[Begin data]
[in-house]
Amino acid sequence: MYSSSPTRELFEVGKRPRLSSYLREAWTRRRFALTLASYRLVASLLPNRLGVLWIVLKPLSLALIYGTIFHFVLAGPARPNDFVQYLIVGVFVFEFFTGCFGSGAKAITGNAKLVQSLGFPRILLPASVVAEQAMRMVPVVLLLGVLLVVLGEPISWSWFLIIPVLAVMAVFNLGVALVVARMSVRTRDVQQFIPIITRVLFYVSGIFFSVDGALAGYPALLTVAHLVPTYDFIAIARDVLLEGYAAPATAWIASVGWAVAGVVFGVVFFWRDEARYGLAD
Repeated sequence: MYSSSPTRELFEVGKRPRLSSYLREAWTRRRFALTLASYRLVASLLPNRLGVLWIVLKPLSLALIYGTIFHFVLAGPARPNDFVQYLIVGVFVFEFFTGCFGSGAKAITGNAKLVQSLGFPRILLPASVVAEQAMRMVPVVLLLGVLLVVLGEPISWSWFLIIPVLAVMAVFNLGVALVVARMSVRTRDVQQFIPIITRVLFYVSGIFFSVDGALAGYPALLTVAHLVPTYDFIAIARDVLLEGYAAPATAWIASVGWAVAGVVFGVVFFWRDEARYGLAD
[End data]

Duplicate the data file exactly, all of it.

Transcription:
[in-house]
Amino acid sequence: MYSSSPTRELFEVGKRPRLSSYLREAWTRRRFALTLASYRLVASLLPNRLGVLWIVLKPLSLALIYGTIFHFVLAGPARPNDFVQYLIVGVFVFEFFTGCFGSGAKAITGNAKLVQSLGFPRILLPASVVAEQAMRMVPVVLLLGVLLVVLGEPISWSWFLIIPVLAVMAVFNLGVALVVARMSVRTRDVQQFIPIITRVLFYVSGIFFSVDGALAGYPALLTVAHLVPTYDFIAIARDVLLEGYAAPATAWIASVGWAVAGVVFGVVFFWRDEARYGLAD
Repeated sequence: MYSSSPTRELFEVGKRPRLSSYLREAWTRRRFALTLASYRLVASLLPNRLGVLWIVLKPLSLALIYGTIFHFVLAGPARPNDFVQYLIVGVFVFEFFTGCFGSGAKAITGNAKLVQSLGFPRILLPASVVAEQAMRMVPVVLLLGVLLVVLGEPISWSWFLIIPVLAVMAVFNLGVALVVARMSVRTRDVQQFIPIITRVLFYVSGIFFSVDGALAGYPALLTVAHLVPTYDFIAIARDVLLEGYAAPATAWIASVGWAVAGVVFGVVFFWRDEARYGLAD